I know education intimately. I’ve worked w/ urban schools, k-university, since 1990. At the district, state, & national levels. I’ve met w/ officials from across the globe (literally: Africa, Europe, Australia…). I have educator friends & colleagues around the country. So keep that in mind. The pro-DeVos argument is loaded w/ biased rhetoric. Let’s begin w/ […]
For Buddhists, the world is a web. Everything is connected, and everyone as well. Long before I knew there was a word for this — interconnectedness — I believed in it. What I did, I knew even as a child, had consequences. For me, certainly. But also for everyone and everything around me. Facebook is a good example of this. Even if you aren’t a Buddhist, if you’re on FB, you know that you’re connected. And that one Web is much like the other, in oddly parallel ways.
Today a former student sent me a message that said a book had made him think of me. He asked if I’d read it, because he thought I’d like it. So, because I like him, and I respect his taste, I downloaded a sample to my Kindle. And then I took my Kindle out to the deck and sat in the gold light of the afternoon.
It was a book on Jesus and his teachings, Love Wins, not a book I’d usually read, I confess. But I began, wanting to be able to say truthfully that I’d tried it. And (of course) it was something I needed to hear. Right then. My students — all of them, each of them — are always giving me gifts, teaching me lessons. The book — a short read — argues what I recall of Christianity from my childhood: that Jesus is all about love, not exclusivity. A doorway not to a members-only club, but an entry to a better, more loving life. The author, Rob Bell, is a universalist — meaning that he believes all people will, eventually, be ‘reconciled’ with God. That hell is what we make. That redemption is guaranteed. It will just take some of us longer than others. 🙂 All of which I too believed, as a child, but lost sight of.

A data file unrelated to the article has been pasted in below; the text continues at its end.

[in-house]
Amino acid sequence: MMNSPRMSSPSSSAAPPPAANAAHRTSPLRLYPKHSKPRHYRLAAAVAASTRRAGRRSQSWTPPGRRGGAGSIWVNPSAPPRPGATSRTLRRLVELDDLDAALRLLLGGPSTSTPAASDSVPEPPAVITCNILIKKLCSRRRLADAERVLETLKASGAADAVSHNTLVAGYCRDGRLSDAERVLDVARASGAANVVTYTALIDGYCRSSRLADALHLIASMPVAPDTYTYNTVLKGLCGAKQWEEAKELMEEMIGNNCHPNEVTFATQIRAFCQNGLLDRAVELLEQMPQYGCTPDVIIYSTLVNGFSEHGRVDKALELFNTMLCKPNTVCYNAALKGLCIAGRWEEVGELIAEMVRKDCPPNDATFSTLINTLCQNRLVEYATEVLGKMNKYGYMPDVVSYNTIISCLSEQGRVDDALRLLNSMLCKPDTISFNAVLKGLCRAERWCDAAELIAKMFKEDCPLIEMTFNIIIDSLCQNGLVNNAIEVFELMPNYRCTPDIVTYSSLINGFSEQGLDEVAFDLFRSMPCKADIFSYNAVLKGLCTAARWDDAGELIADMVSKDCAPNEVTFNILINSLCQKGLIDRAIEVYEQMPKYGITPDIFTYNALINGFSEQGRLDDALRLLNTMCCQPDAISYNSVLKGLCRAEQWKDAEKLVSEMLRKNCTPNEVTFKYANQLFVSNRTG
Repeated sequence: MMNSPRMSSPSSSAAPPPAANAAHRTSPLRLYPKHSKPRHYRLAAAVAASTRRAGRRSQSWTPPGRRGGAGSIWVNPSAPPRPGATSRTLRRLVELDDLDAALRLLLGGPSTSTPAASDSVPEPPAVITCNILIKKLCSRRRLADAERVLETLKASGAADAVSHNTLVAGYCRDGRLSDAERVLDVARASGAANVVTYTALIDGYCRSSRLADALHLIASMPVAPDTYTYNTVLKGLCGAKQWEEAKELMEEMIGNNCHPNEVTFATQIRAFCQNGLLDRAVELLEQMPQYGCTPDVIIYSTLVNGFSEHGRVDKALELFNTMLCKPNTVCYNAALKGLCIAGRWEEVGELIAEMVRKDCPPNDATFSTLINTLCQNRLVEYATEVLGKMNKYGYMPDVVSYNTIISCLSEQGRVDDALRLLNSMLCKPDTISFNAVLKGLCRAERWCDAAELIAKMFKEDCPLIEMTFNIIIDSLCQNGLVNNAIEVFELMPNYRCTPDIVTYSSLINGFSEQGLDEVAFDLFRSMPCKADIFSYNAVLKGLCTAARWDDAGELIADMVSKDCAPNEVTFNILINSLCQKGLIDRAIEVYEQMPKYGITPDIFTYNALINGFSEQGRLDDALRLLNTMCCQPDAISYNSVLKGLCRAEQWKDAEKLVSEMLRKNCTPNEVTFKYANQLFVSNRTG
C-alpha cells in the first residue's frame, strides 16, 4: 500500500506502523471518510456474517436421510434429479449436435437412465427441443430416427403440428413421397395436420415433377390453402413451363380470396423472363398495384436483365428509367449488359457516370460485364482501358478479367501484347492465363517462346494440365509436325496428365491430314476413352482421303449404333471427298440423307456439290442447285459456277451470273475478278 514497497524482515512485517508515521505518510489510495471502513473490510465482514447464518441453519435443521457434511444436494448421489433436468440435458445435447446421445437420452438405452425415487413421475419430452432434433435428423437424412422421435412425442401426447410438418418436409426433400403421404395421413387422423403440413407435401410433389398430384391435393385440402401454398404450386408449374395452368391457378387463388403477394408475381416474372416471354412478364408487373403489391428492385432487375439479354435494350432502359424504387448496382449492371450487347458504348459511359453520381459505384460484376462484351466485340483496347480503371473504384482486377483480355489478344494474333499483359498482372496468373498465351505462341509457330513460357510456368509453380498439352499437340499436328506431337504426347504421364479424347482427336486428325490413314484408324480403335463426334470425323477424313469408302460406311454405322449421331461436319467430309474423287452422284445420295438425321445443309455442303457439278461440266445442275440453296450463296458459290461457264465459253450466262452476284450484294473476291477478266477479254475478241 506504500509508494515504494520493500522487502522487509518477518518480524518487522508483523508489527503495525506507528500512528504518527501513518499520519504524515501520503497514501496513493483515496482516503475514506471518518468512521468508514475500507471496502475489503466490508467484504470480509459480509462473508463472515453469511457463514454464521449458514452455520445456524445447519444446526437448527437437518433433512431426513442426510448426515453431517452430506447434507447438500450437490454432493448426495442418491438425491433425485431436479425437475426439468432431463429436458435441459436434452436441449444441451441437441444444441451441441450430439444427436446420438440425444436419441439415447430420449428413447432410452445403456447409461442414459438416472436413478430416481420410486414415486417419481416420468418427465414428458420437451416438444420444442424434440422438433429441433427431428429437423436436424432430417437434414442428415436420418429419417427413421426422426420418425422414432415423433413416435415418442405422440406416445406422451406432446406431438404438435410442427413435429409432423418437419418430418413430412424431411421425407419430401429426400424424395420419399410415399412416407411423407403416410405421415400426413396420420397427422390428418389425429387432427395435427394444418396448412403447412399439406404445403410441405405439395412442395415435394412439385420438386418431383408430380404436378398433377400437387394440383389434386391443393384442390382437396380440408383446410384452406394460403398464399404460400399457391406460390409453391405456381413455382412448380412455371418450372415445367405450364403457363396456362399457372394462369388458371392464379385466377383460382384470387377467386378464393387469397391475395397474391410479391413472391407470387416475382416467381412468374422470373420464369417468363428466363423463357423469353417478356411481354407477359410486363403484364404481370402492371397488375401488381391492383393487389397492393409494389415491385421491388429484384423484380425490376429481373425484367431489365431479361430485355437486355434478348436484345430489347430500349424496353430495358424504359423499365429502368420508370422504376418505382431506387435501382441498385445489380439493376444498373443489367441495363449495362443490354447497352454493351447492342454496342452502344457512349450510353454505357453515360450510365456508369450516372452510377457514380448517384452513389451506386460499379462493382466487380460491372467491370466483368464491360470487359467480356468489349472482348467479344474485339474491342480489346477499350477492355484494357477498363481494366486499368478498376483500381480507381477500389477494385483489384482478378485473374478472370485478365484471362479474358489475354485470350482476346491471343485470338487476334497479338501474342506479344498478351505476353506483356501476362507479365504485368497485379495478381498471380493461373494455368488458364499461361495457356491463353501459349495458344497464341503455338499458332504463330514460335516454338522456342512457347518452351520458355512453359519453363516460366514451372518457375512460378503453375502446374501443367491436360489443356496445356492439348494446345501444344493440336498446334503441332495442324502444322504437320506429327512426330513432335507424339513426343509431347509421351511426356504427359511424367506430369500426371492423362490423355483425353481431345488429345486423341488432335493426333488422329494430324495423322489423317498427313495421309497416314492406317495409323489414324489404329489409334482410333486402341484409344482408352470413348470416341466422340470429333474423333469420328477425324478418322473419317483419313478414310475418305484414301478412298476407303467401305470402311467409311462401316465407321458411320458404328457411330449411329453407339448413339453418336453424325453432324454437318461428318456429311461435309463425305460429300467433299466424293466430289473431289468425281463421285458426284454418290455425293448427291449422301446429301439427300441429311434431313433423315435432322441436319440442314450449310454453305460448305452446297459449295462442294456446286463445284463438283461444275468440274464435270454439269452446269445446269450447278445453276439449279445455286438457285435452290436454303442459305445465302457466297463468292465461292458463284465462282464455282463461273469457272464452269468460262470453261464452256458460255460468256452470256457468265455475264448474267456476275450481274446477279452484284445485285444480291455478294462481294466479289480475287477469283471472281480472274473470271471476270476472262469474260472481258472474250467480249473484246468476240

Buddhism doesn’t preclude a belief in Christian theology. Famous Christians have also been Buddhist; Thomas Merton comes to mind. Thích Nhất Hạnh did a wonderful book, Living Buddha, Living Christ, that draws connections between the two belief systems. So I shouldn’t have been surprised that so much of this book spoke to me. That a message (basically) of infinite compassion should find in me an avid listener. But I was. 🙂
And once again, here I am, thinking (for the umpteenth time!) of what a magic web the world is. Of the interconnectedness that Buddhism teaches — non-separation. How this student from a few years back sent me a book I needed to read now, today. How it connected pieces of what sometimes feels like a fragmented life. And how grateful I am for the Web…